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White Papers

View or download our white papers here.  All white papers are freely available to registered users.

  • Lithium-Ion Batteries: Achieving High Performance and Optimal Life-Time at the Cell and Packaging Level

    In this new white paper, Dr Richard Padbury, Senior Commercial Scientist, looks at the challenges relating to materials and processing optimization in Lithium-Ion Batteries.
    He discusses how different material properties influence the performance and properties of the final energy storage device at the cell and battery pack level.  Challenges at the development and processing stages are also considered.

  • Your Metal Component has Failed in Fatigue: What do you do next?

    Fatigue is a major failure mode for metal components, in commercial, industrial and research environments, and can have catastrophic consequences. Understanding the mechanisms behind fatigue failures, and knowing how to handle samples after they have failed in fatigue, is essential for engineers to perform effective analysis.

  • Additive Manufacturing - A Metallurgical Perspective

    In this white paper, we will take a look at Additive Manufacturing from the metallurgical perspective. As with any other manufacturing process, different materials provide different benefits for particular applications. We will discuss the advantages and disadvantages of AM at each of the three main manufacturing stages: pre-processing, processing and post-processing. We will also discuss some typical component applications that this new manufacturing process is being used for, and all the metallurgical issues involved.

  • Surface Engineering Coating Technology and Characterization of the Surface Region

    Surface engineering, or surface treatment, can be defined as the design of surface composition and substrate together as a functionally graded system to give a cost effective performance enhancement of which neither is capable on its own - or, more simply, as altering the surface for advantage. This includes both physical and chemical treatments, applied coatings, including multilayer coatings, and the chemical and physical characterization of the affected surface zone. In this paper we will review some of the industrial applications of surface engineering and the techniques used to define the topography and chemical composition of the surface and subsurface regions.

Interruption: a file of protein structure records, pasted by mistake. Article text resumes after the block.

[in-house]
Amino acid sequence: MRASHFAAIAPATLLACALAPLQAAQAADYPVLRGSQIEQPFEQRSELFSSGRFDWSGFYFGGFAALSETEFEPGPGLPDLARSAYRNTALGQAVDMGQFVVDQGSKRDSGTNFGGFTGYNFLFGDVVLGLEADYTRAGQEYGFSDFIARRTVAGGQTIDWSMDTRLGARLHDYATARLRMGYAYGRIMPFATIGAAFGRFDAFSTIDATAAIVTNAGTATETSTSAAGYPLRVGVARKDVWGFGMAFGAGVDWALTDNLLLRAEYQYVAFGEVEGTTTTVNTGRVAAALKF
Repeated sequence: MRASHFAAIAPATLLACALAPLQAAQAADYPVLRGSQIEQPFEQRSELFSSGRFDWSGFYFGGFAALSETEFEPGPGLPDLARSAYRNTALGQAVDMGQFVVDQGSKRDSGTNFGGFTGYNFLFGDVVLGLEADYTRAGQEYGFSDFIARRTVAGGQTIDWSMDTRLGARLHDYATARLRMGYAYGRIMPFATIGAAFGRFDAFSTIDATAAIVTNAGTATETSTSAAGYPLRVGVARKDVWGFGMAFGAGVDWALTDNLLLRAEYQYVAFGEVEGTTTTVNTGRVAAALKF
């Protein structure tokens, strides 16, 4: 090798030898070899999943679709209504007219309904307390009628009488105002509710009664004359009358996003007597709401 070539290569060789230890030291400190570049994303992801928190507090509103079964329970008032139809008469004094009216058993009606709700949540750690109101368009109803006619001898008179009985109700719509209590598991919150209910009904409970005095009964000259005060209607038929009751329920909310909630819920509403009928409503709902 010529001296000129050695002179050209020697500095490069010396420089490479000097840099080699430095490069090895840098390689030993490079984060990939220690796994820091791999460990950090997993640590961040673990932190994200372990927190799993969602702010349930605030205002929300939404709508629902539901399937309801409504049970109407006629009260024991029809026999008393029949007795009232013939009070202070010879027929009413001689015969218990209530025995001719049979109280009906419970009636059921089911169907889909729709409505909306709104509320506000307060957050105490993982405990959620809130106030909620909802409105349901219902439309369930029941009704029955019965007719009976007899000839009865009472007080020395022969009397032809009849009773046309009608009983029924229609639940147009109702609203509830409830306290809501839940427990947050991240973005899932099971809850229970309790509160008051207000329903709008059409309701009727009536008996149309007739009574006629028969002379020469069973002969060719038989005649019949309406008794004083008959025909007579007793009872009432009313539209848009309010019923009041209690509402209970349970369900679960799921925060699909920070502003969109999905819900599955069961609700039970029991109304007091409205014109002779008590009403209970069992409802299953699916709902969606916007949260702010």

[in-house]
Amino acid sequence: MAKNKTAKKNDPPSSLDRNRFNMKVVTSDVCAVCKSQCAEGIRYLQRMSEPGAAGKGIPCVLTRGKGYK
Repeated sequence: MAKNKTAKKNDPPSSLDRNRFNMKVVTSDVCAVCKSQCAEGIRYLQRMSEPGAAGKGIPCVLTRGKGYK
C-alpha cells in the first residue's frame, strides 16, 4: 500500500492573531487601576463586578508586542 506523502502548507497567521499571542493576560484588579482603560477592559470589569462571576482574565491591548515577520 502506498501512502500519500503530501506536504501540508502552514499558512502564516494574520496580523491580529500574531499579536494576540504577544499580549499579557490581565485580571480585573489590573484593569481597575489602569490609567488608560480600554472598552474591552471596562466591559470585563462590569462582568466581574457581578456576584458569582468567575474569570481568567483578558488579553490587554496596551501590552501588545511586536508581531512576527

• Digital Image Correlation and its Benefits to Industry

    Digital Image Correlation (DIC) is a non-contact, non-interferometric measurement technique that uses high-resolution machine-vision digital cameras to accurately measure surface deformation in two or three dimensions. This measurement is presented graphically in a number of ways such as a 2D strain map overlaying the test specimen, or a 3D displacement map showing the specimen surface and how it moves throughout the test. Early development of this technology began in the mid-1980s in the mechanical engineering department of the University of South Carolina. Since then it has gone on to revolutionize mechanical testing on both the macro and micro scale. The applications of DIC are vast, from eyeball pressure testing to earthquake analysis; this adaptable and highly capable system will transform design, validation and testing methods for anything from dental implants to wind turbines.

  • Solving Problems by Materials Analysis with an Electron Microprobe

    This paper describes how electron microprobe analysis has been used effectively in industrial materials problem solving. Three case studies are briefly presented to illustrate how the unique capabilities of the electron microprobe were used to solve each problem quickly and cost effectively. These examples illustrate how a methodical approach to problem solving, microchemical analyses, and collaboration in a cross-functional team have led to rapid identification of root cause, and successful recovery from difficult situations. Finally, guidelines are offered on some points to consider when facing problems with materials or processes.

  • Analysis of Detrimental Elements for Non-Metallic Materials Used in Nuclear Reactors

    Metals and anions that initiate or accelerate corrosion are of concern in evaluating the suitability of a non-metallic material for use in a nuclear reactor environment. This paper describes several analysis techniques for measuring concentrations of these detrimental elements. Chemical analysis for halogens, sulfur, and low-melting point metals by ASTM D129, E144 and D3761, using oxygen bomb or water leaching preparation with ion chromatography (IC) and inductively-coupled plasma (ICP) optical emission spectroscopy (OES or AES) is described. Some independent testing laboratories are approved for testing materials for use in nuclear safety-related applications. Guidelines are offered for selecting a suitable lab, whose quality and reporting standards must be in compliance with 10 CFR 50 Appendix B and 10 CFR Part 21 federal requirements.